Last weekend we said goodbye to our Jacob Tup when we took him up to his new home near Thurso, which was a bit sad. However, we collected three new ladies on our way home - our first Icelandic sheep.
About Icelandic Sheep
The first flock of Icelandic Sheep were brought to the UK in 1979 and another in 1990.
The breed was taken to Iceland by the Vikings in the 9th and 10th Centuries. Having not really bred with any other breeds of sheep for thousands of years, they are one of the purest breeds of sheep in the world.
They have a double layer fleece - in Icelandic, the long external coat is called tog (pronounced ‘tow’) and the fine internal coat þel (pronounced ‘thel’). When separated, they are used for different woolen products. The tow fibres are long, shiny, hardy and waterproof and thel are delicate, soft and insulating and provide great protection against the cold. They also have naturally short tails.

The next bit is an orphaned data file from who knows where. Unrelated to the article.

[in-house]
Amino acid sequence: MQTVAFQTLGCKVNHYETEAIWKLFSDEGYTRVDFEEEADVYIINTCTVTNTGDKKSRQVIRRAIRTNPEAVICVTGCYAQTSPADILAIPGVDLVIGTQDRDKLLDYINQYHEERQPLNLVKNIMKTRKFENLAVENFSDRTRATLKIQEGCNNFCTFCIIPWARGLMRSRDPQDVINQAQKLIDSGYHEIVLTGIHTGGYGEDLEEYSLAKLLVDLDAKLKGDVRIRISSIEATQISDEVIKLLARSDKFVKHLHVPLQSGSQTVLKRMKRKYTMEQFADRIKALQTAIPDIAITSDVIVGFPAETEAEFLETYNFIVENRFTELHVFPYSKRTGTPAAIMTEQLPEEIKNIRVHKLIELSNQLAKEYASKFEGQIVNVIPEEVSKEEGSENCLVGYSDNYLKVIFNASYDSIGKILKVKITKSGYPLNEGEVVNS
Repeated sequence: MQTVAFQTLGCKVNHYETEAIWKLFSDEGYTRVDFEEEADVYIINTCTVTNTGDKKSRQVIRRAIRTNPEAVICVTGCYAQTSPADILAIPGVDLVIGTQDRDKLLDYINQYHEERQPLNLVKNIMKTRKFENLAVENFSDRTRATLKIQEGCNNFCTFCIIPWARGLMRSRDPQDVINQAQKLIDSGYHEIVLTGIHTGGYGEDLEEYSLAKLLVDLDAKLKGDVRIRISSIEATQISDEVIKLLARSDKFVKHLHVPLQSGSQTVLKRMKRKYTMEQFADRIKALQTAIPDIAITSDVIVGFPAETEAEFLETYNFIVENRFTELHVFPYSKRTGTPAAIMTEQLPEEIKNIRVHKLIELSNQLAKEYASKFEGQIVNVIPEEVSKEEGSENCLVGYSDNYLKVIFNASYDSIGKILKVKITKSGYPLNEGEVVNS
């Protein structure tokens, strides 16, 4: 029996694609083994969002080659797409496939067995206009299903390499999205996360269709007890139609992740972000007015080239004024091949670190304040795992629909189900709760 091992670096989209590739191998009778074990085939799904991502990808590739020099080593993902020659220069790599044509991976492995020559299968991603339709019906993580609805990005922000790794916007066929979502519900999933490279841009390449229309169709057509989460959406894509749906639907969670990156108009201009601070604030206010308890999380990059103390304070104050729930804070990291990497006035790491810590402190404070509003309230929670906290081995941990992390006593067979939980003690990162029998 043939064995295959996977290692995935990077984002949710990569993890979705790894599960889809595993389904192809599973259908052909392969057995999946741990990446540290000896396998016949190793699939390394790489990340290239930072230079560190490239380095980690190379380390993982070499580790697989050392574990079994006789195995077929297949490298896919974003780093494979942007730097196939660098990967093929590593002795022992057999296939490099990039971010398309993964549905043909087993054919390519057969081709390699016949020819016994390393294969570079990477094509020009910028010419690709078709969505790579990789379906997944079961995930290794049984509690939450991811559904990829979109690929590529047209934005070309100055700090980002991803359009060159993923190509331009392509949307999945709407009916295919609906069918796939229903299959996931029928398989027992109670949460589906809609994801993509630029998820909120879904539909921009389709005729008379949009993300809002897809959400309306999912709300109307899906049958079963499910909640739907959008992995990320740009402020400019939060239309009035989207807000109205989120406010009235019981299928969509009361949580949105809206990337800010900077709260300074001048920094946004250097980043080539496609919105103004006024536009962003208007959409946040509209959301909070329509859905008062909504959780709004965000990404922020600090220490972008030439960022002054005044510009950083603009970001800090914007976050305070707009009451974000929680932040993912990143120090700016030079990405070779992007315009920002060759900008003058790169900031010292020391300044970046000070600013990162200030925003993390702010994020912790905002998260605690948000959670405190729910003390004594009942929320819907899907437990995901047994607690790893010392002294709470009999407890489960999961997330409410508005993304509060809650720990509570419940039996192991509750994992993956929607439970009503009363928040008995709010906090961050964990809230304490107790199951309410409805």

Tog and þel are processed together to produce lopi, a distinctive knitting wool that is only made from the fleece of Icelandic sheep
They are hill sheep, so well suited to Scottish Highland weather and poor grazing.
As we have found already, they have strange eating habits, more like goats than sheep, appearing to prefer weeds to grass. As such they are renown to be good for clearing areas that other sheep won’t.
We are told that their meat has a fine grain and a very distinct and delicious flavour.
A link to the Icelandic Sheep Breeder’s of the British Isles can be found here.